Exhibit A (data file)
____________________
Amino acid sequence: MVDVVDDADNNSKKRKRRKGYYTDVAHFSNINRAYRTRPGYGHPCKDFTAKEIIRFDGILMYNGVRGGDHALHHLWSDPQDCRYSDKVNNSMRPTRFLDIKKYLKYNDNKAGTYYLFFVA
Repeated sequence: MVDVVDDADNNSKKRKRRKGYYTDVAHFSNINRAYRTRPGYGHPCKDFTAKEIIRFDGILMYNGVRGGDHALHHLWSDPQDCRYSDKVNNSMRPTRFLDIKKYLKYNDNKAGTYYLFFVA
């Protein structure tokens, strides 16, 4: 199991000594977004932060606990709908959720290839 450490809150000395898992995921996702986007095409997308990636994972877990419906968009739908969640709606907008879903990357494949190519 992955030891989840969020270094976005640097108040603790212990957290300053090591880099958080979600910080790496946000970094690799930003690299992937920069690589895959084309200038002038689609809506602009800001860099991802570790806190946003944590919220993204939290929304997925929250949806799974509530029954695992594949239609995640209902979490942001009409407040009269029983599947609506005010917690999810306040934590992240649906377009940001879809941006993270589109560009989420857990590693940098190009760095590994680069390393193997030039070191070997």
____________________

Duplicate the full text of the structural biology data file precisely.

Amino acid sequence: MVDVVDDADNNSKKRKRRKGYYTDVAHFSNINRAYRTRPGYGHPCKDFTAKEIIRFDGILMYNGVRGGDHALHHLWSDPQDCRYSDKVNNSMRPTRFLDIKKYLKYNDNKAGTYYLFFVA
Repeated sequence: MVDVVDDADNNSKKRKRRKGYYTDVAHFSNINRAYRTRPGYGHPCKDFTAKEIIRFDGILMYNGVRGGDHALHHLWSDPQDCRYSDKVNNSMRPTRFLDIKKYLKYNDNKAGTYYLFFVA
């Protein structure tokens, strides 16, 4: 199991000594977004932060606990709908959720290839 450490809150000395898992995921996702986007095409997308990636994972877990419906968009739908969640709606907008879903990357494949190519 992955030891989840969020270094976005640097108040603790212990957290300053090591880099958080979600910080790496946000970094690799930003690299992937920069690589895959084309200038002038689609809506602009800001860099991802570790806190946003944590919220993204939290929304997925929250949806799974509530029954695992594949239609995640209902979490942001009409407040009269029983599947609506005010917690999810306040934590992240649906377009940001879809941006993270589109560009989420857990590693940098190009760095590994680069390393193997030039070191070997």